Don’t make the mistake of thinking you need to be constantly creating fresh and unique content. This is simply unfeasible if you work in a small team or for an agency working on behalf of a client with a limited budget.
It’s also unnecessary. Instead, look to repurpose your marquee content across multiple platforms, and more often than the first time you publish it.
Share it across all of your social media profiles and on your website. If possible, break down a longer video into smaller vignettes that can be promoted separately.
Gating video content
There is an alternative to heavily promoting your video across all of your platforms though — using it as a lead magnet.
As long as the video offers genuine value you can gate your video behind a signup form and use it to generate new leads, capturing information that is relevant to your sales process.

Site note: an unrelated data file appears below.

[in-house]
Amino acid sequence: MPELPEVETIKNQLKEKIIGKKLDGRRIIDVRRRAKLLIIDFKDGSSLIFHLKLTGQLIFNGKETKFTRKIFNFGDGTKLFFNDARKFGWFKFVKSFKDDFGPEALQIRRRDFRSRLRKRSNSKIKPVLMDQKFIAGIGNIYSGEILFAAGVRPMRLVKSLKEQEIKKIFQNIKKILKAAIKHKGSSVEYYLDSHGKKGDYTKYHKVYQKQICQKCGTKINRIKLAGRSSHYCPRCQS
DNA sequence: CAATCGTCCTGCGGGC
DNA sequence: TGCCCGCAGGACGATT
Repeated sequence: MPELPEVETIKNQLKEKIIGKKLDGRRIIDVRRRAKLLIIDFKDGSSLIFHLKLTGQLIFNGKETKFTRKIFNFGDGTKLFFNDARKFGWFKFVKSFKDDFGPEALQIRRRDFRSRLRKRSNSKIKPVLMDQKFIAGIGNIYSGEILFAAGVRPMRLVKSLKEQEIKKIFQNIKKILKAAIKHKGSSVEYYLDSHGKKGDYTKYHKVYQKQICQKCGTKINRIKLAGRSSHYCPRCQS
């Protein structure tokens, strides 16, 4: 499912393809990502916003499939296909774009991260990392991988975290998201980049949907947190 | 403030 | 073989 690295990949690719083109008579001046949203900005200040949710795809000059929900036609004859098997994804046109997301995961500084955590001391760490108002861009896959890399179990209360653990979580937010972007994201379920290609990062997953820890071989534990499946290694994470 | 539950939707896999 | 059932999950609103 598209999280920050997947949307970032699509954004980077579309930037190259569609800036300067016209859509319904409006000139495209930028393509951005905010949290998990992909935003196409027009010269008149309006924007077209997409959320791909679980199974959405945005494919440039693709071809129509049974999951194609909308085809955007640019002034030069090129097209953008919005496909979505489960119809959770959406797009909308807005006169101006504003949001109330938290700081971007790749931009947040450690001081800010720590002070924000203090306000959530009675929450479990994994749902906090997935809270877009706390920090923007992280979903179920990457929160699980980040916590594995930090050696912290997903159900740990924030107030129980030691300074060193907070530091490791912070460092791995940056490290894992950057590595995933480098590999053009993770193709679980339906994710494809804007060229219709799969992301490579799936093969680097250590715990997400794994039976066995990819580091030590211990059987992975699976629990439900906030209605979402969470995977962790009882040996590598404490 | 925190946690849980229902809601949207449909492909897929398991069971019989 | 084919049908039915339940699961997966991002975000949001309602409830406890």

Find out more about using content marketing as a lead generator.
Include background music...
I can’t overstate the importance of using background music in your video content enough.
It can be used for setting the mood and pace of the video, ensure there is no ‘dead space’ and elicit emotion in the viewer.
You won’t necessarily need music throughout the entirety of the video, for example if there is someone doing a piece to camera, but make sure it fills the gaps between any transitions.
… but don’t rely on audio
Internet users are getting more and more used to watching videos online without sound. Facebook videos will often auto-play without sound, while people don’t want to turn the sound on their smartphones up to watch a video while out in public.
With this in mind, you should at the very least create specific versions of your content that includes subtitles for promotion on social media.
Not sure how? Here’s a step-by-step guide on how to add subtitles to your videos.
Test your splash screens
The splash screen — the still image a user will see before clicking play — is one of the most important elements of your video.